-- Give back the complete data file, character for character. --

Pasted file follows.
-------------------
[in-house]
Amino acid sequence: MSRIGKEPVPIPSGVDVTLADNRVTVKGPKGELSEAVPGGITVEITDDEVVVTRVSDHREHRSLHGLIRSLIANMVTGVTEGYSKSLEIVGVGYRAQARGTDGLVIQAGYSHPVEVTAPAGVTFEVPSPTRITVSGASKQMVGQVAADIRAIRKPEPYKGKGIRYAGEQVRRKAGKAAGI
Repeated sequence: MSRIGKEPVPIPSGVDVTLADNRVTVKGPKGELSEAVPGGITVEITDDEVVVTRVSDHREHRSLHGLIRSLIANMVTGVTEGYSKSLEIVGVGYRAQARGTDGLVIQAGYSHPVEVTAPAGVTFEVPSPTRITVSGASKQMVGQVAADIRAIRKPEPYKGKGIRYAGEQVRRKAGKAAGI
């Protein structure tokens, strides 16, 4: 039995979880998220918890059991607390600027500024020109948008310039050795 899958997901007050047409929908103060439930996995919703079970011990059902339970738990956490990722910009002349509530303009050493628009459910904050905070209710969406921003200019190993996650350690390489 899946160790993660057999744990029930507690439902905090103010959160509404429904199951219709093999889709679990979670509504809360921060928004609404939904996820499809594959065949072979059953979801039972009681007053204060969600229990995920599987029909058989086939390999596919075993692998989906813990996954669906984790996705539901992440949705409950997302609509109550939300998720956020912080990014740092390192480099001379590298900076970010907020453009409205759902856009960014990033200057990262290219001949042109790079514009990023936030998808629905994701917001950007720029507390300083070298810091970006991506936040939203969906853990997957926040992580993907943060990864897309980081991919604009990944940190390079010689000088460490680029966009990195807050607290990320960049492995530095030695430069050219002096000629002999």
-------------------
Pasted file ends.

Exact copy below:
[in-house]
Amino acid sequence: MSRIGKEPVPIPSGVDVTLADNRVTVKGPKGELSEAVPGGITVEITDDEVVVTRVSDHREHRSLHGLIRSLIANMVTGVTEGYSKSLEIVGVGYRAQARGTDGLVIQAGYSHPVEVTAPAGVTFEVPSPTRITVSGASKQMVGQVAADIRAIRKPEPYKGKGIRYAGEQVRRKAGKAAGI
Repeated sequence: MSRIGKEPVPIPSGVDVTLADNRVTVKGPKGELSEAVPGGITVEITDDEVVVTRVSDHREHRSLHGLIRSLIANMVTGVTEGYSKSLEIVGVGYRAQARGTDGLVIQAGYSHPVEVTAPAGVTFEVPSPTRITVSGASKQMVGQVAADIRAIRKPEPYKGKGIRYAGEQVRRKAGKAAGI
């Protein structure tokens, strides 16, 4: 039995979880998220918890059991607390600027500024020109948008310039050795 899958997901007050047409929908103060439930996995919703079970011990059902339970738990956490990722910009002349509530303009050493628009459910904050905070209710969406921003200019190993996650350690390489 899946160790993660057999744990029930507690439902905090103010959160509404429904199951219709093999889709679990979670509504809360921060928004609404939904996820499809594959065949072979059953979801039972009681007053204060969600229990995920599987029909058989086939390999596919075993692998989906813990996954669906984790996705539901992440949705409950997302609509109550939300998720956020912080990014740092390192480099001379590298900076970010907020453009409205759902856009960014990033200057990262290219001949042109790079514009990023936030998808629905994701917001950007720029507390300083070298810091970006991506936040939203969906853990997957926040992580993907943060990864897309980081991919604009990944940190390079010689000088460490680029966009990195807050607290990320960049492995530095030695430069050219002096000629002999």